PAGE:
Firefly larva tucking into a meal of escargot.

All species of firefly larvae are bioluminescent; their glow being emitted from a pair of spots at the tip of their abdomens. The ability to glow evolved early in the evolution of this family of beetles thought to serve as a signal, like an illuminated traffic stoplight, to warn would-be predators such as birds, amphibians, and rodents of their distastefulness. Scientists believe that only millions of years later was the ability to glow used by the adult life stage in courtship displays.

Firefly larvae glowing green

After growing big and strong, the firefly larvae continue on to a brief pupal stage, similar to that found in butterflies, in which their innards are drastically rearranged from a crawling worm-like creature to a winged flying insect.

Pupal stage of a Lucidota firefly. Photo by Diane P. Brooks.

After several weeks, the pupae hatch into adults, whose only purpose is to seek out a mate in hopes of perpetuating the species. Their digestive systems are now largely replaced by reproductive structures; for sex, not food, is their primary drive during their brief month-longish adult stage.

Lightning bug with lantern illuminated

Once adults have paired up and mated, the females having laid their eggs and the males having used up their sperm and exhausted their energy supplies, the adults will perish one by one, their nutrients cycled back into the food web.

A firefly resting by day

Firefly Courtship and Mating

Courtship rituals come in several flavors depending upon whether the firefly is a nocturnal flasher or a day-active scent-seeker. When folks imagine fireflies, it is the luminous ones with flashing lanterns we think of first, so we’ll focus on those.

During the summer, when nights are warm enough for flight, male fireflies will take to the skies from dusk to midnight depending upon the species. Females perch on grass blades, as if they are girls on barstools, waiting with coy anticipation, for the light show to begin.

Each species has a unique flash pattern

Males fly about flashing a unique calling-card for their species while females observe their antics, perched quietly on vegetation. Females decide which male they like based on such factors as flash duration which research has shown might be a predictor of how much protein he carries in his sperm package – a nuptial gift as it were, bestowed by some species, to fortify the female’s eggs he hopes to father.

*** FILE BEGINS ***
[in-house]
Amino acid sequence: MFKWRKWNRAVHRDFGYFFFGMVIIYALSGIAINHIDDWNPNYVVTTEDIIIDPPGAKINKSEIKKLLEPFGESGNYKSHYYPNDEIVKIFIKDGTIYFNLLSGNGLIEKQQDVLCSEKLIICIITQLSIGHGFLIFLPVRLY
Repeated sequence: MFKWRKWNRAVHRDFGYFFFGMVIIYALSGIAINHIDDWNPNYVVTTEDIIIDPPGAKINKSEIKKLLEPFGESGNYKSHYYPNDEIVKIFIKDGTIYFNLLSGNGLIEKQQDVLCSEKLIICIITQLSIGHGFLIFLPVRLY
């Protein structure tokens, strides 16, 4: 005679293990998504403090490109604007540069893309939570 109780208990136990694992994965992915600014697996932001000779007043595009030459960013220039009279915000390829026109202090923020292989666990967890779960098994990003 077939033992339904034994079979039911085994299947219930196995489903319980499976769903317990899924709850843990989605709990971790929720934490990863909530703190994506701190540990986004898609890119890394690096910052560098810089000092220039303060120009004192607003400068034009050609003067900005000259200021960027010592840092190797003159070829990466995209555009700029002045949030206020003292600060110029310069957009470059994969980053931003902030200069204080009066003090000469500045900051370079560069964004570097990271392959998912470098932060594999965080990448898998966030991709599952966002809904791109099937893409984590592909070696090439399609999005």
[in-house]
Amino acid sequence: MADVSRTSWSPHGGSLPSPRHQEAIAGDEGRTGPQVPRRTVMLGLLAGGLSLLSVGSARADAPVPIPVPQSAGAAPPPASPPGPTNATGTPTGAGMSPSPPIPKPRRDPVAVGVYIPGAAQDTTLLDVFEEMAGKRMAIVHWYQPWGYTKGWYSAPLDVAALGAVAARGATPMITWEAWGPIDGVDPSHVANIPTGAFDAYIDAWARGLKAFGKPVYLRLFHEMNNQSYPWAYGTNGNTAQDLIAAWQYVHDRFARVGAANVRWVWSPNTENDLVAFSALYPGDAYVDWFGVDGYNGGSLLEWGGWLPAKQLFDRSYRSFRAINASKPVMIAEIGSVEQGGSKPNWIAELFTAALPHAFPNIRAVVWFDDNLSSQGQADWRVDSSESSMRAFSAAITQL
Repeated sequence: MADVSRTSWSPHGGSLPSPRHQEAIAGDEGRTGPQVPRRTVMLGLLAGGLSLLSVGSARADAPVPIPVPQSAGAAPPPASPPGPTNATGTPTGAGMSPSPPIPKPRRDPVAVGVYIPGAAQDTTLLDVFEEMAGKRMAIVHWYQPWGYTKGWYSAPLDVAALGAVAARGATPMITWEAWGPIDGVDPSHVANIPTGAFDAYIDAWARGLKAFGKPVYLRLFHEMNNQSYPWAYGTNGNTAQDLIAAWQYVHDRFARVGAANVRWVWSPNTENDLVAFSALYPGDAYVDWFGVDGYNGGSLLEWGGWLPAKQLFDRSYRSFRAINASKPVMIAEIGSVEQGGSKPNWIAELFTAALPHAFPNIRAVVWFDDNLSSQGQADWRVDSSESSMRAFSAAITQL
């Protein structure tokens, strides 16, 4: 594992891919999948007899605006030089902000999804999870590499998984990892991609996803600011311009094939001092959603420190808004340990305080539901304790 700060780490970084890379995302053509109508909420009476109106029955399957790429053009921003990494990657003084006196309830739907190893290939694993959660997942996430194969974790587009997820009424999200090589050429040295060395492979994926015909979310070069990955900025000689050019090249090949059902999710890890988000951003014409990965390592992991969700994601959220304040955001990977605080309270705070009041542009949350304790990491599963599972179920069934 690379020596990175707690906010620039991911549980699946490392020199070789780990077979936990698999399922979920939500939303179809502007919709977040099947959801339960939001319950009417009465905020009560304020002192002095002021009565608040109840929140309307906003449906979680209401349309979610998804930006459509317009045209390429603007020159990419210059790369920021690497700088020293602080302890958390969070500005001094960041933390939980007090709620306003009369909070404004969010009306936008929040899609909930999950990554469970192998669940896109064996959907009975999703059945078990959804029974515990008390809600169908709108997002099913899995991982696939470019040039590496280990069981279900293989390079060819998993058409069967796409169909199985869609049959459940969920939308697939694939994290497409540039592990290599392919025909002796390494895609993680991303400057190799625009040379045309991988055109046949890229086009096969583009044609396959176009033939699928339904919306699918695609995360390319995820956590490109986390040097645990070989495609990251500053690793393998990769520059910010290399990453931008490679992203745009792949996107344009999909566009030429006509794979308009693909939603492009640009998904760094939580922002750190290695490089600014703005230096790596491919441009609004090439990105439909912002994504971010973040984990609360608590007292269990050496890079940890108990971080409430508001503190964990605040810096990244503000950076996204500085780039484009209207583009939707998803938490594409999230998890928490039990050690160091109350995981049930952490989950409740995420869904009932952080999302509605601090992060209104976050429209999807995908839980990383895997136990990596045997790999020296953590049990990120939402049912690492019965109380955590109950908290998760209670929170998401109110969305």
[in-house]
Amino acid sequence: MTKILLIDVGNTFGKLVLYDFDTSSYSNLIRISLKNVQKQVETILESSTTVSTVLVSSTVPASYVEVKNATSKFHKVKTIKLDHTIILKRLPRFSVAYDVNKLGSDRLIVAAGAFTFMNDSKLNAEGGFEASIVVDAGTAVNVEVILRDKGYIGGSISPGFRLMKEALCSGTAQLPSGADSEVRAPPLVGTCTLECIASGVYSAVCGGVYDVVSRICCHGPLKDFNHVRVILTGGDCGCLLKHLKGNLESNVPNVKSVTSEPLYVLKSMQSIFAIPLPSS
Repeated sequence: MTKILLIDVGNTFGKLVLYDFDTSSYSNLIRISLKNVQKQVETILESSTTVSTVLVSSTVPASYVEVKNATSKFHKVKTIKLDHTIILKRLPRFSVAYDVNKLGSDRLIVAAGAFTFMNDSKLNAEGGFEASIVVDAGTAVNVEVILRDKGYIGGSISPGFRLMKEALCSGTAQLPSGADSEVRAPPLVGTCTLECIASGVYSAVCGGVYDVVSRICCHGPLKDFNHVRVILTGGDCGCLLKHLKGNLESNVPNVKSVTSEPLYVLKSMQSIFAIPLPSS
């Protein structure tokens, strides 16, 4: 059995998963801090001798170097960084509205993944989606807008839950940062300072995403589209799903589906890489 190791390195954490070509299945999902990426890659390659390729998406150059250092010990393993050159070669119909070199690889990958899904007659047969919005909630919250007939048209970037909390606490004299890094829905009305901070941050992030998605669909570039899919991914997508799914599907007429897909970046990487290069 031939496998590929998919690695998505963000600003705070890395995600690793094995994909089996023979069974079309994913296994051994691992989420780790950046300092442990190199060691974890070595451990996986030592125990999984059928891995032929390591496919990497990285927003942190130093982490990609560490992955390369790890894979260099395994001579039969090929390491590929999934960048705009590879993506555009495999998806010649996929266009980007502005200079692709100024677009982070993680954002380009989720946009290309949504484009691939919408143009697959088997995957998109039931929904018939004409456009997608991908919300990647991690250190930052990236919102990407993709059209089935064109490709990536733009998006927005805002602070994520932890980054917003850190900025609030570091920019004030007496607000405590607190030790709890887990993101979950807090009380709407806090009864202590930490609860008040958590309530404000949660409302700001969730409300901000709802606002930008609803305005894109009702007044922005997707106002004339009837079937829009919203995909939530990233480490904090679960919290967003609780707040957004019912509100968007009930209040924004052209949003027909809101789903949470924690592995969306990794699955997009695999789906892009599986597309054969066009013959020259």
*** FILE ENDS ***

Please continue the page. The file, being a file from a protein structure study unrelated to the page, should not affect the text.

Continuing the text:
A male firefly displaying his glowing lantern

Females are known to be quite picky! If she fancies a certain suitor, she will return a species-specific flash to let him know he can come calling.

Once a male detects a female and she has deemed him worthy, mating ensues, their embrace lasting upwards of several hours, though the male may need to fend off a plethora of competing suitors in the meantime.

Image by Judy Gallagher

Firefly Prey; What’s on the Menu?

Larval fireflies are well-suited for their voracious habits of eating earthworms, snails, and slugs. Their large, piercing mandibles inject digesting enzymes into their prey then the firefly slurps up the partially digested body; a practice they share with many spider species.  Many species of adult fireflies eat nothing at all, using up their energy stores from their grub stage, while others may occasionally nibble on meals of pollen, nectar, and small insects.

Firefly larva tucking into a meal of escargot.

 

Firefly Predators

Both larval and adult fireflies possess a potent chemical that deters most predators, including those that normally have a voracious appetite for insects, like amphibians, reptiles, birds, bats, and rodents.  They manufacture defensive toxic steroids that are chemically similar to those found in toads and synthesized from the cholesterol that they obtain in their larval diet. A few predators have successfully circumvented the fireflies’ defenses, including wolf spiders, harvestmen, and assassin bugs.